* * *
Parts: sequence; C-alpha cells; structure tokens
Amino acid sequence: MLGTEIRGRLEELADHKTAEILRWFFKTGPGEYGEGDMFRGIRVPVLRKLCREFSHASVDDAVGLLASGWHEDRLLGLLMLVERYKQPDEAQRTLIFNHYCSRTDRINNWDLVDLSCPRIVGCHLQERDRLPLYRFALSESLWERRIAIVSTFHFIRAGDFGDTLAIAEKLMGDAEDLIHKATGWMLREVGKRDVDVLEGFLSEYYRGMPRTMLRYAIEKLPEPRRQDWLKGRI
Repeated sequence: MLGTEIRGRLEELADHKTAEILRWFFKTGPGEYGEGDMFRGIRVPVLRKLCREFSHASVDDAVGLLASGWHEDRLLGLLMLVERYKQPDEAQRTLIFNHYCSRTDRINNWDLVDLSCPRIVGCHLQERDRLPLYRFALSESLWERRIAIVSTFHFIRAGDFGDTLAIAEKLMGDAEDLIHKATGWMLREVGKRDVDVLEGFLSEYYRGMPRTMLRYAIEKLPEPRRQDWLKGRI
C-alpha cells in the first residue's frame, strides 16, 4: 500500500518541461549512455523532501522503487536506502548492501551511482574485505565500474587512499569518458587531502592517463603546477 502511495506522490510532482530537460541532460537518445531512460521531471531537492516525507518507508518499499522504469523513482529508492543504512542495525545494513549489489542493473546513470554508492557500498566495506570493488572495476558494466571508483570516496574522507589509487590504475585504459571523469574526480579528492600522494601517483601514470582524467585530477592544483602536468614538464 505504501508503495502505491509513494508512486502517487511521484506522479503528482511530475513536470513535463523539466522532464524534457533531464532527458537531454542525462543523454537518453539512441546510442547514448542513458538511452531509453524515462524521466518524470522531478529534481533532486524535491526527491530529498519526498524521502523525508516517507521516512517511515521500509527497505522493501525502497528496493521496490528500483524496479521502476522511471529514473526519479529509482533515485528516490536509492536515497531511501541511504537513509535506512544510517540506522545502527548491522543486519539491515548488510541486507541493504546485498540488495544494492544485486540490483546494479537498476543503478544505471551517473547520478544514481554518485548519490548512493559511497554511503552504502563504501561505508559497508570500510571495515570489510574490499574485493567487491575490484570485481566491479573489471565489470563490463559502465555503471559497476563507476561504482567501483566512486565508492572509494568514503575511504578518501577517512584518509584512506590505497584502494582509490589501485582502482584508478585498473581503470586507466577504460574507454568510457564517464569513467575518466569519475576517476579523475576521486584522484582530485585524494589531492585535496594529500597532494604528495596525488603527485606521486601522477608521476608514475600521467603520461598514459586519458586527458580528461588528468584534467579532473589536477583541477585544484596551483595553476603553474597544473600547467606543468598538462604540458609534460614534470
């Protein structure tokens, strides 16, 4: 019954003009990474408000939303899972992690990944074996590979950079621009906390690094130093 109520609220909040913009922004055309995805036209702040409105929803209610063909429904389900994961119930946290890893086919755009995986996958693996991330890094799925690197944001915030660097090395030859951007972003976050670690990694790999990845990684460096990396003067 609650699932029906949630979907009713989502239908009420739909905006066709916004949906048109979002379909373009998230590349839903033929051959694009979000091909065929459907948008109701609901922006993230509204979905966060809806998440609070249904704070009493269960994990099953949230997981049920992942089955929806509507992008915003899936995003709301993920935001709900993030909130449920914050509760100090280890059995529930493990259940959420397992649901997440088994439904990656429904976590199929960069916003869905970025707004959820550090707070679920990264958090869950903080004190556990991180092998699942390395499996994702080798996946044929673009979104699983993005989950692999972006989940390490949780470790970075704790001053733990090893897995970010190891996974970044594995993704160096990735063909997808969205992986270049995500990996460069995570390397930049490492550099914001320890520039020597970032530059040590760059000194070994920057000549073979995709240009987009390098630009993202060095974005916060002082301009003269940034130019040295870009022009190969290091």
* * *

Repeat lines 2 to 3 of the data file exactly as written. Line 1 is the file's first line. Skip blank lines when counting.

Amino acid sequence: MLGTEIRGRLEELADHKTAEILRWFFKTGPGEYGEGDMFRGIRVPVLRKLCREFSHASVDDAVGLLASGWHEDRLLGLLMLVERYKQPDEAQRTLIFNHYCSRTDRINNWDLVDLSCPRIVGCHLQERDRLPLYRFALSESLWERRIAIVSTFHFIRAGDFGDTLAIAEKLMGDAEDLIHKATGWMLREVGKRDVDVLEGFLSEYYRGMPRTMLRYAIEKLPEPRRQDWLKGRI
Repeated sequence: MLGTEIRGRLEELADHKTAEILRWFFKTGPGEYGEGDMFRGIRVPVLRKLCREFSHASVDDAVGLLASGWHEDRLLGLLMLVERYKQPDEAQRTLIFNHYCSRTDRINNWDLVDLSCPRIVGCHLQERDRLPLYRFALSESLWERRIAIVSTFHFIRAGDFGDTLAIAEKLMGDAEDLIHKATGWMLREVGKRDVDVLEGFLSEYYRGMPRTMLRYAIEKLPEPRRQDWLKGRI